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Posts Tagged ‘china’

Mnuchin’s Mission

Posted by hkarner - 23. März 2017

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With the World’s Most Billionaires, China Has Its Own Populism Problem

Posted by hkarner - 22. März 2017

Date: 21-03-2017
Source: The Wall Street Journal

After several years of decline, China’s economic inequality is rising again. That could spell trouble for Western firms and for relations with the U.S. and Donald Trump

Modern China is the greatest “get rich” story of the past generation—maybe ever. But after a decade of growth lifting all boats, official data contain a dispiriting revelation: Income inequality is again on the rise.

A little-noticed government press release citing the backslide comes as the just-released Hurun Global Rich List shows China with the most billionaires for the second year in a row, edging out the U.S.

Slower broad-based income growth—and increasing numbers of isolated, angry Chinese men in the countryside—is problematic. And as in the U.S., income disparity boosts the chances of political upheaval somewhere down the line. These topics are well known in Beijing, where the Communist Party leadership prizes social stability and fair distribution of wealth as linchpins of its hold on power.

The government’s official inequality measure is the Gini coefficient, a zero-to-one measure of population income dispersion used by the World Bank and others. After declining by an average of over 0.4 percentage point a year from 2009 to 2015, official figures showed China’s Gini coefficient rising by 0.3 percentage point last year.

Other independent measures of inequality have also rebounded. Regional disparities began widening in 2015, in part due to slowing growth in poor northern and western industrial provinces, according to a recent paper from Andrew Batson, China research director at Gavekal Dragonomics. China’s statistics bureau cited slowing income growth for some rural agricultural workers as one reason for the uptick. So-called bare branches, low-income rural men with poor professional and marital prospects, have become a persistent topic of conversation in Chinese society.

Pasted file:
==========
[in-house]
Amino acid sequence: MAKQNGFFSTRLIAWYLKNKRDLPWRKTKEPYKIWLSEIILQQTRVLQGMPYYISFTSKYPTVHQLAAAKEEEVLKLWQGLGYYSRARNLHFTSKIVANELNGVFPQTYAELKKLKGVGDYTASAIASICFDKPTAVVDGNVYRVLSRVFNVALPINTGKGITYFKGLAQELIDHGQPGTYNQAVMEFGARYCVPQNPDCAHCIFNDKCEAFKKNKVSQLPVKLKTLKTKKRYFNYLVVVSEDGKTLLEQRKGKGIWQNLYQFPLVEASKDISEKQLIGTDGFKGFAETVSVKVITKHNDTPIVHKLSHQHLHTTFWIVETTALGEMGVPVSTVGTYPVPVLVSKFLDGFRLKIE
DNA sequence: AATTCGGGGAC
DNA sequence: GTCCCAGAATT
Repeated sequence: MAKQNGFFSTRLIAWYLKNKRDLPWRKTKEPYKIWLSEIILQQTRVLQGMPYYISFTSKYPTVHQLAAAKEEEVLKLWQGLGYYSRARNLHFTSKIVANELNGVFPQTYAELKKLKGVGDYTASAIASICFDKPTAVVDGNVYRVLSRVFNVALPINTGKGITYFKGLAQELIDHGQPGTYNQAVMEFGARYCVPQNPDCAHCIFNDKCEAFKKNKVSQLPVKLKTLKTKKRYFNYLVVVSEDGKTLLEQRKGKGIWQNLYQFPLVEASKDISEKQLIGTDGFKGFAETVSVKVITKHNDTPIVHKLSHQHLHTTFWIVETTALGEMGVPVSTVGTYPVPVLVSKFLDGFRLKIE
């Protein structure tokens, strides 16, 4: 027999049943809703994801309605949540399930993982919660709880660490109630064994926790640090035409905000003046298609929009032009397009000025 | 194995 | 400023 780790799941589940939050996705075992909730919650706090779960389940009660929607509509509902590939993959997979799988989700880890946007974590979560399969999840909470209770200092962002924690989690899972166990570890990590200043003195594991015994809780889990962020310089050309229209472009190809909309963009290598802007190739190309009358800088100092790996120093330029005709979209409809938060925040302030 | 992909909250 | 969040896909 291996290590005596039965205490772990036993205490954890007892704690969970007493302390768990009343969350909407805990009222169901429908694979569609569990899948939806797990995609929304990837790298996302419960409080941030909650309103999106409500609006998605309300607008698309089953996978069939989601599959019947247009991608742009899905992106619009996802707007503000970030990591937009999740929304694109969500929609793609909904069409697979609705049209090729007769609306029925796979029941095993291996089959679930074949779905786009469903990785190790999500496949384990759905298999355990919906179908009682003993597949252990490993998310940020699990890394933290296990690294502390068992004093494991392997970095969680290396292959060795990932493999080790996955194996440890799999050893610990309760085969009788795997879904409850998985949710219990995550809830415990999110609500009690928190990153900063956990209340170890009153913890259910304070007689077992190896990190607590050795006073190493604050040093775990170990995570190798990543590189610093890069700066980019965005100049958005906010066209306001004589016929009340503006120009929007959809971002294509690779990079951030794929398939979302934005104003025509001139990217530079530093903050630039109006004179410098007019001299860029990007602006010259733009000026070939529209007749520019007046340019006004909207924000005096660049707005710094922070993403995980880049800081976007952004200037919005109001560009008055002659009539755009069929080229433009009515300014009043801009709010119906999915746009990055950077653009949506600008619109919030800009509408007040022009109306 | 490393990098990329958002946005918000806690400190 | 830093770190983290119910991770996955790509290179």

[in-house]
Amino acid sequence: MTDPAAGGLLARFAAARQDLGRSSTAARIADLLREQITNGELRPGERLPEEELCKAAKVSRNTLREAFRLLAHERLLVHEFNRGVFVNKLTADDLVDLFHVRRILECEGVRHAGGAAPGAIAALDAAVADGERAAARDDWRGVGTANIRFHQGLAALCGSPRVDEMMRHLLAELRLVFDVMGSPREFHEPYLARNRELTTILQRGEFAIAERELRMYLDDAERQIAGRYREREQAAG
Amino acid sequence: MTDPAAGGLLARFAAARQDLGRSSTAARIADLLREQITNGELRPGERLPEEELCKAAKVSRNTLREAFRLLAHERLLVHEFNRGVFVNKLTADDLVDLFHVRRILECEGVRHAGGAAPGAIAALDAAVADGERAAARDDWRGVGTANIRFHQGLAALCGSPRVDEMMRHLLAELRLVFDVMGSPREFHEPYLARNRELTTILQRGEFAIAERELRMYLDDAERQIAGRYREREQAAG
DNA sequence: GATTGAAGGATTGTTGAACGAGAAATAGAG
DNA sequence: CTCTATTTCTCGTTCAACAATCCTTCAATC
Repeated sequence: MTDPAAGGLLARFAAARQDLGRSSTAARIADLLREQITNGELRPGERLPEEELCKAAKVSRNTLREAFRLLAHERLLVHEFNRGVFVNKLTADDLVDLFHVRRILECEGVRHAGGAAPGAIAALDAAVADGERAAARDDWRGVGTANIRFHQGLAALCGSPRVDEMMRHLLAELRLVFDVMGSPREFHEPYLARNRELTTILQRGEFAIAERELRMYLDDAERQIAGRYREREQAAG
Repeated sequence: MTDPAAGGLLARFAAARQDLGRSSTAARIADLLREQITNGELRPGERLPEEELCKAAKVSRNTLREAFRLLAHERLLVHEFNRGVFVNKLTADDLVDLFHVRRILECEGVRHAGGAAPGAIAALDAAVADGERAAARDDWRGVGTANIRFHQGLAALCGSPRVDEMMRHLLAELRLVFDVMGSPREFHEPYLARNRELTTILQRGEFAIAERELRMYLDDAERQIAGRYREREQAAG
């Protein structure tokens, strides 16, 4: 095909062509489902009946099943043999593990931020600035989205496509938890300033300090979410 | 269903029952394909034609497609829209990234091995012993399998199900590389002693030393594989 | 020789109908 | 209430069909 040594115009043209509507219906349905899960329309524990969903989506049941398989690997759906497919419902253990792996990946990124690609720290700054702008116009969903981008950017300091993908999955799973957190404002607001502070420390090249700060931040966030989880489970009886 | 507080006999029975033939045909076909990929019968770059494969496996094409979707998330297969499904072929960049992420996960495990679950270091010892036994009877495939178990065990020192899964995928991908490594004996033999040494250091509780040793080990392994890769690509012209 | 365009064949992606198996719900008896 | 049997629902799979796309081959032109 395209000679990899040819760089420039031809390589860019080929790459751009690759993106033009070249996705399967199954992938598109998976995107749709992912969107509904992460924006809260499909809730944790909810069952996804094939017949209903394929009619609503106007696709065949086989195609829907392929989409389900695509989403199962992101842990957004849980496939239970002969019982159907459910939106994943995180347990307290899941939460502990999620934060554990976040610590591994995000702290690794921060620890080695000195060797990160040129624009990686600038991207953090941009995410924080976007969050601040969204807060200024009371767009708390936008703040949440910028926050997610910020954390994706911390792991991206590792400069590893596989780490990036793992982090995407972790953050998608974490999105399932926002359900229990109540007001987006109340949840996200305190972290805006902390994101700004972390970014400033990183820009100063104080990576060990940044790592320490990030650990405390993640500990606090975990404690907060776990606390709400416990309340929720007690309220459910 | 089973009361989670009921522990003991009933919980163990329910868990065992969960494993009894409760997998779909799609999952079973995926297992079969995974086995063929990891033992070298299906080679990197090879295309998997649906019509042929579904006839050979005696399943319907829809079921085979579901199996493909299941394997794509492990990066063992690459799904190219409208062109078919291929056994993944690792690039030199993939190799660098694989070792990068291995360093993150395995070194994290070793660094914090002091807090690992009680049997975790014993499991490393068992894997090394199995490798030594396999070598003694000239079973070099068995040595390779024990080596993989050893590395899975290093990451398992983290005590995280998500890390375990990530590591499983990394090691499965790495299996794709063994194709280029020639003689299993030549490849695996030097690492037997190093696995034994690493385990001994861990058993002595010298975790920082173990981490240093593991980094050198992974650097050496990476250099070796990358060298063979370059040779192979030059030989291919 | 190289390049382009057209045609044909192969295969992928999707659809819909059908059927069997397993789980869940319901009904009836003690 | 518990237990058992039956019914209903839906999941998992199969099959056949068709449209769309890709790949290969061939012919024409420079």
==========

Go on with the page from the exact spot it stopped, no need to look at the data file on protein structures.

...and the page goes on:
While the shift is nascent, there are reasons to think it might continue. The massive transfer of wealth triggered by the privatization of the housing stock in the late 1990s was a huge boon to poor inland provinces, but it has now largely run its course.

China’s official inequality measure rose last year. Here, a farmer works in east China’s Shandong province.

And despite large helpings of rhetoric on reform from top leadership, there is little indication that the market power of big state firms in sectors such as telecommunications will be curtailed to make room for more efficient, job-creating privately run firms.

For firms eyeing China, the implications are profound: Slower broad-based income growth could weaken sales prospects for basic consumer goods. Companies such as Yum China or Coca-Cola, already under pressure from regulatory scrutiny and local competition, could see a slower lift from core consumers.

More rich people in China might seem to present an opportunity, particularly in luxury goods and travel, real estate, and financial services. Firms such as Apple may be less tempted to pursue a pricing strategy based on volume, rather than luxury prestige.

Yet the past few years under President Xi Jinping have showed an inclination to punish conspicuous consumption. Rising inequality data may in fact embolden Beijing to keep up the pressure. Politically, corruption crackdowns to save face with the populace may become more frequent and severe. And nationalism, the old fallback of politicians bereft of other solutions to help disaffected citizens, will become more strident and potent.

That latter could make for choppy waters in the years to come, on both sides of the Pacific—and in the shipping lanes in between.

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The great Chinese inequality turnaround

Posted by hkarner - 18. März 2017

Ravi Kanbur, Yue Wang, Xiaobo Zhang

T. H. Lee Professor of World Affairs, International Professor of Applied Economics and Management, Professor of Economics at Cornell University and CEPR Research Fellow

PhD student in Economics, Cornell University

Distinguished Chair Professor of Economics, National School of Development, Peking University; Senior Research Fellow, International Food Policy Research Institute

15 March 2017, voxeu

Alongside the spectacular growth and extraordinary reductions in poverty – perhaps the most dramatic in human history – the evolution of Chinese income inequality since the start of the reform process in 1978 has been a focus of interest among analysts and policymakers. Sharply increasing inequality became an integral part of the narrative on Chinese development, with some commentators arguing that this was the inevitable price to be paid for the high rates of growth, while others warned of the social consequences of these growing gaps. Den Rest des Beitrags lesen »

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Chinese pharma firms target the global market

Posted by hkarner - 18. März 2017

Date: 16-03-2017
Source: The Economist

A new Chinese drug for colorectal cancer could mark an important milestone

The way things were